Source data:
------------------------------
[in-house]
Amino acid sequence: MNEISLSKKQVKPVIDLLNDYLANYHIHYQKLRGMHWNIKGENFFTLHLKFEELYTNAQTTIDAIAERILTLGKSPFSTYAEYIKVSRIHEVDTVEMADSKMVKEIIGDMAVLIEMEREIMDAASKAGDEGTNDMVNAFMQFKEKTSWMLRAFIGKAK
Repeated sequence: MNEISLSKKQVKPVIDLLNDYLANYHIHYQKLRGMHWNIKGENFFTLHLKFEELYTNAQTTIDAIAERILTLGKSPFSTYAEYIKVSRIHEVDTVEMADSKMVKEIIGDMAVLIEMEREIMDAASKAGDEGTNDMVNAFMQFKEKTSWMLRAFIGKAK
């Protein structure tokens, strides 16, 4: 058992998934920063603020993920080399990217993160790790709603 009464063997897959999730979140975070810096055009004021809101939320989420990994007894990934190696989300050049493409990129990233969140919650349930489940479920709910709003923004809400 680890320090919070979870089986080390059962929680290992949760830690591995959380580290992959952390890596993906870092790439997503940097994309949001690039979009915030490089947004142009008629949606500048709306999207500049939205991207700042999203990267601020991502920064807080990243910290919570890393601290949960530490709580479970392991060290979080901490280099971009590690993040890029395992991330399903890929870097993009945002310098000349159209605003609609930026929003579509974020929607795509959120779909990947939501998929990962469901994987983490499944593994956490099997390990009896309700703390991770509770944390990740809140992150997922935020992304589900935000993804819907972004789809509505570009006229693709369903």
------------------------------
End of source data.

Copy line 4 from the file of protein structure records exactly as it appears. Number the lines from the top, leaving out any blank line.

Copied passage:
């Protein structure tokens, strides 16, 4: 058992998934920063603020993920080399990217993160790790709603 009464063997897959999730979140975070810096055009004021809101939320989420990994007894990934190696989300050049493409990129990233969140919650349930489940479920709910709003923004809400 680890320090919070979870089986080390059962929680290992949760830690591995959380580290992959952390890596993906870092790439997503940097994309949001690039979009915030490089947004142009008629949606500048709306999207500049939205991207700042999203990267601020991502920064807080990243910290919570890393601290949960530490709580479970392991060290979080901490280099971009590690993040890029395992991330399903890929870097993009945002310098000349159209605003609609930026929003579509974020929607795509959120779909990947939501998929990962469901994987983490499944593994956490099997390990009896309700703390991770509770944390990740809140992150997922935020992304589900935000993804819907972004789809509505570009006229693709369903």